Replacing the Race Touareg 2, twice winner in 2009 and 2010 of the gruelling Dakar Rally and the first diesel-powered vehicle ever to win the event, the new Race Touareg 3 promises to be faster and more efficient while retaining the immense strength and durability of the outgoing car.
Wind tunnel testing has led to changes being made to the carbon fibre and Kevlar bodywork with particular attention to improving the cooling systems around the roof of the vehicle while minimising disruption to the airflow at high speeds. At the same time the changes have meant the Touareg has adopted a fresh look with new LED lights, a new grille, window line, rear clamshell and wheels.
Beneath the bodywork the twin-turbocharged 2.5-litre TDI engine has been optimised to allow greater economy while still producing 300 PS and 442 lbs ft of torque. It has also been revised to cope with the severe altitude changes incurred on the Dakar with the vehicle climbing to heights of over 15,000 feet above sea level. The Race Touareg 3 can now adapt to these conditions, meaning the performance doesn’t suffer despite the thinner air encountered at such altitudes.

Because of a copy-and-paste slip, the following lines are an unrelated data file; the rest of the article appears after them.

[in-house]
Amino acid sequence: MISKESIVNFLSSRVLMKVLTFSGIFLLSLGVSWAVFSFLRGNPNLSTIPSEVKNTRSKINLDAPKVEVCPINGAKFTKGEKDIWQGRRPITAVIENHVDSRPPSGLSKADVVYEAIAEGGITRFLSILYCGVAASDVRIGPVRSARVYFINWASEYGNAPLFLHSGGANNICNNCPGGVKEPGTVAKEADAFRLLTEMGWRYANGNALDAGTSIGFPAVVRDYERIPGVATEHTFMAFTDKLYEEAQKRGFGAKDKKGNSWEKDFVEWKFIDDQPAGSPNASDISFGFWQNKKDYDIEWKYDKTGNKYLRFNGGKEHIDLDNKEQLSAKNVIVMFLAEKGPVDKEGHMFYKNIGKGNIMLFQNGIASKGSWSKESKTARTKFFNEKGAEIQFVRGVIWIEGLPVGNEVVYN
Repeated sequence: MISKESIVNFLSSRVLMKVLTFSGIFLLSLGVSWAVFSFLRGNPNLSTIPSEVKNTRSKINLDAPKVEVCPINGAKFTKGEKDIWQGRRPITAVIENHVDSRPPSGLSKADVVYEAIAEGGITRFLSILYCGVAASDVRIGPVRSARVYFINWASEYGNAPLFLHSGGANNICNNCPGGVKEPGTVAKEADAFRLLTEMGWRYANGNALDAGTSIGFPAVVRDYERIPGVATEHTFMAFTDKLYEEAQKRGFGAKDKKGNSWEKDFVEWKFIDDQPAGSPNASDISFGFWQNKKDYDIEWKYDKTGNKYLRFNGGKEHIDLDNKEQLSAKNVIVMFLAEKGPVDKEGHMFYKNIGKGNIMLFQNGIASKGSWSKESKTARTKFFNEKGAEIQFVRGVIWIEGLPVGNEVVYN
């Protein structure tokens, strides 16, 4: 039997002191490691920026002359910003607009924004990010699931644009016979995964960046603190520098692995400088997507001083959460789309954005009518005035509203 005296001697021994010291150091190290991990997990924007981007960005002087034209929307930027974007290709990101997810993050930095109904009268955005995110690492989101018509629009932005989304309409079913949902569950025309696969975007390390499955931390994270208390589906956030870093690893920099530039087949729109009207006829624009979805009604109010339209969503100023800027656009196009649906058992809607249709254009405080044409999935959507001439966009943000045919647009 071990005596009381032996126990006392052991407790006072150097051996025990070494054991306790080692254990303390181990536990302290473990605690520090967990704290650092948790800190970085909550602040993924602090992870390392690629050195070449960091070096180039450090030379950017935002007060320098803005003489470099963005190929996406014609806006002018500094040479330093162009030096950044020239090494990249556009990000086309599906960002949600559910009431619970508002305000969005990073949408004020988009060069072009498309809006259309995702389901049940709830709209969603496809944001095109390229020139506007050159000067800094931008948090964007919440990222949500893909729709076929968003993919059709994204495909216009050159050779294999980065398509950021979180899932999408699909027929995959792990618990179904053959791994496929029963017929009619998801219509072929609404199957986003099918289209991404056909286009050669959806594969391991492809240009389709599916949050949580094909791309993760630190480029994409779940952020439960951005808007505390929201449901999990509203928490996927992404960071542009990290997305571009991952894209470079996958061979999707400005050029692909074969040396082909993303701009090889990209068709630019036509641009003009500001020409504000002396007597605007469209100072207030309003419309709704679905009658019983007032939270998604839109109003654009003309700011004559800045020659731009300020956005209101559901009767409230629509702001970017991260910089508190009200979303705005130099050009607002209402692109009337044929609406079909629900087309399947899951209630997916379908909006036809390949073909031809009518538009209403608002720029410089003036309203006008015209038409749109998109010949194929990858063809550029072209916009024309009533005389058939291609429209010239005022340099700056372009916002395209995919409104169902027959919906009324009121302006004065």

The 2.5-litre engine channels its drive through three limited slip differentials via a newly upgraded five-speed sequential gearbox and a ZF-Sachs three-plate ceramic clutch.
The result is the ability to accelerate to 62 mph in 6.1 seconds before reaching a top speed of 117 mph in nearly any conditions.
In order to maintain these speeds in extreme off-road conditions the Race Touareg 3 needs to be able to withstand the rigours passing over sand dunes, through deep mud, and across gravel and broken tarmac roads. As a result the Race Touareg 3 is based on a high-strength steel spaceframe chassis with a pair of springs and damper units fitted to every corner in order to protect the vehicle against severe impacts. A set of specially developed BF Goodrich 235/85 R16 tyres provide the grip while a pair of wheels and tyres are carried by the vehicle at all times.
The new Race Touareg 3 has already undergone shakedown tests comprising 10,000 kilometres of simulated special stages ahead of the 2011 Dakar Rally. This equates to twice the length of the Rally itself and a greater distance than Formula 1 cars cover in an entire season.